Harvest time at The Children’s Schoolhouse is bountiful this year as families enjoy a new community garden built by the cooperative preschool in Huntersville. Consisting of 11 four by six raised wooden beds, the garden enhances the natural beauty of the historic school. Meanwhile, families are learning organic gardening principles while growing nutritious foods.
The garden is an addition to the raised beds currently maintained for student learning and exploration, and the food harvested is prepared as a snack for the children. Children’s Schoolhouse teachers envisioned the gardening space as part of a growing edible garden that helps strengthen community bonds at the school. Garden plants include fruit trees, blueberry bushes, herbs and pollinator flowers, along with seasonal fruits and vegetables.
Nine years ago, Schoolhouse teachers harvested their first crop of red leaf lettuce for the children to try. Last year, the students helped plant kale, a favorite morning snack.
According to Deb Estes, a teacher at the Schoolhouse, “by sowing seed and planting a garden with children, we are helping them develop an awareness of where their food comes from, helping them connect with the earth, and developing a love of nature.”
Additionally, the classroom utilizes low-waste, eco-friendly practices such as composting. All food scraps from snack and lunch are either fed to Schoolhouse chickens by the students or composted for garden use. The school also offers workshops to it’s parents and alumni each year on parenting topics, including gardening with children.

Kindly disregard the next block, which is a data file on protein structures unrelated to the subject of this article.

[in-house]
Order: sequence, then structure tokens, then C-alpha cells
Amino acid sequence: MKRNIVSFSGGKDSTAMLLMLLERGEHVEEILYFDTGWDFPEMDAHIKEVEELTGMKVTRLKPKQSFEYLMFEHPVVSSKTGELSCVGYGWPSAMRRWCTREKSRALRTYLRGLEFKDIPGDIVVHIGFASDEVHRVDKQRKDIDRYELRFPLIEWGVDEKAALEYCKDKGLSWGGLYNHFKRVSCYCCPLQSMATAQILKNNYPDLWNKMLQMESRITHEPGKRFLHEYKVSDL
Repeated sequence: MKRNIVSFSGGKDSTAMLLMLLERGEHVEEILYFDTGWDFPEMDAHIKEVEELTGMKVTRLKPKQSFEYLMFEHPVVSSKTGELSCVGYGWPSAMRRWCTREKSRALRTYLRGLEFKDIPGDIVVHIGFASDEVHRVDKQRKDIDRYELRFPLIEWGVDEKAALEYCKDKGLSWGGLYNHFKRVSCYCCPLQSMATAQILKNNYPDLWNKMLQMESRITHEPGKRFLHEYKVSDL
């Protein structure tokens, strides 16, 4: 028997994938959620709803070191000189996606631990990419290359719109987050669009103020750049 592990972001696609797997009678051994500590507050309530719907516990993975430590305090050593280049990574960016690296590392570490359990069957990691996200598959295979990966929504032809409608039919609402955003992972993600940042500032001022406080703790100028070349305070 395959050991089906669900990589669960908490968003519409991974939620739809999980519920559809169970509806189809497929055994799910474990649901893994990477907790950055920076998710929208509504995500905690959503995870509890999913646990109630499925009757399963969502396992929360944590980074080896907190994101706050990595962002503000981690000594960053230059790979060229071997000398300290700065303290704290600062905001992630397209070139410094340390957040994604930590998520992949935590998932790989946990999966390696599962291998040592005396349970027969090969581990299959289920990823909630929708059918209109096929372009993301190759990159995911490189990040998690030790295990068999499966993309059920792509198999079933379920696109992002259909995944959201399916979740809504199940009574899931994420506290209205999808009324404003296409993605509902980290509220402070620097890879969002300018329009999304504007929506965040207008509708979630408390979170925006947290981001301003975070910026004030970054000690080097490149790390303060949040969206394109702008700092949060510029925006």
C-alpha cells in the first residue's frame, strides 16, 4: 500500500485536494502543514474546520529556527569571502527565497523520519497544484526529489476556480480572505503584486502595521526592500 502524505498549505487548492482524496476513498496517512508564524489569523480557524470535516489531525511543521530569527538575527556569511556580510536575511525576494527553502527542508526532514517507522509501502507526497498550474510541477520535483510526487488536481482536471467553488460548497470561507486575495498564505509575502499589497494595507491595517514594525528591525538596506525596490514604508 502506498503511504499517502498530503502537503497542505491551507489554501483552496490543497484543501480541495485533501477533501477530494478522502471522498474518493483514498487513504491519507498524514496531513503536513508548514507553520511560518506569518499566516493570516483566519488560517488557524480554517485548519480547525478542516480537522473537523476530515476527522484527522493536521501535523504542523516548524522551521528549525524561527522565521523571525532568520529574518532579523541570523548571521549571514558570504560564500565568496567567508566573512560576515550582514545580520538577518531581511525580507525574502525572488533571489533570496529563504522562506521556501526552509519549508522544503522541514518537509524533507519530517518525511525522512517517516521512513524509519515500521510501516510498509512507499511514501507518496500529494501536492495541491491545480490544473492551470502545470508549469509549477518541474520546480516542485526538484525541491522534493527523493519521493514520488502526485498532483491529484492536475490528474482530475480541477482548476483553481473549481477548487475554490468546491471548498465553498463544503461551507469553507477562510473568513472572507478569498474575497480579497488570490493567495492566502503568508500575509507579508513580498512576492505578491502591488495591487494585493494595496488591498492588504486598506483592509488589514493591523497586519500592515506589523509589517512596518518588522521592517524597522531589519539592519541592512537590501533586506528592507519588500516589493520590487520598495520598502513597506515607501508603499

Share the joy of gardening with your children this fall! Here are some helpful tips from The Children’s Schoolhouse:
Make a Plan
Sit down with children to discuss a plan for the garden and encourage them to choose foods they enjoy or want to try. Browse seed packets or plants at the garden center for ideas. Even the pickiest eaters may try fresh broccoli from the garden if they have a hand in growing it. Opt for buying small plants in addition to seeds for children to learn various planting techniques and for faster yields. Don’t forget to add herbs in the mix! They are often easy to grow and delight a child’s senses.
Trust your children with a task that is age-appropriate, and let them work by your side. If gardening is a new experience for your child, give them a starter plot of land to work. Tools will include a hand shovel, rake, hoe and handcart.. Find real tools that either fit small hands or buy high-quality, metal tools designed for children. Plastic tools not only warp and break but fail to engage children. Come planting time, show children how to sow seeds, plant and stake plants, water the garden and more. Encourage children to get their hands dirty!
Explore and Enjoy
Gardens are a great opportunity for art that celebrates the seasons. Make scarecrows out of natural or found materials like old clothing or decorate and label plant stakes.
For fun with weather, hang a wind sock or mount a rain gauge or thermometer to monitor garden conditions. Once plants are larger, explore the garden for insects and observe the vast ecosystem a garden can create. When fruits are ripe, grab a basket and pick with your child.
About the Children’s Schoolhouse
The Children’s Schoolhouse was established in 1971 as a cooperative preschool based on sound principles of early childhood development. The preschool is guided by the core philosophy that children are naturally curious and intuitive people who thrive by exploring and discovering the world around them. An emergent curriculum encourages discovery learning through hands-on activities, open-ended situations and play in numerous centers at The Children’s Schoolhouse. For more information, visit the Web at thechildrensschoolhouse.com or call (704) 892-7724.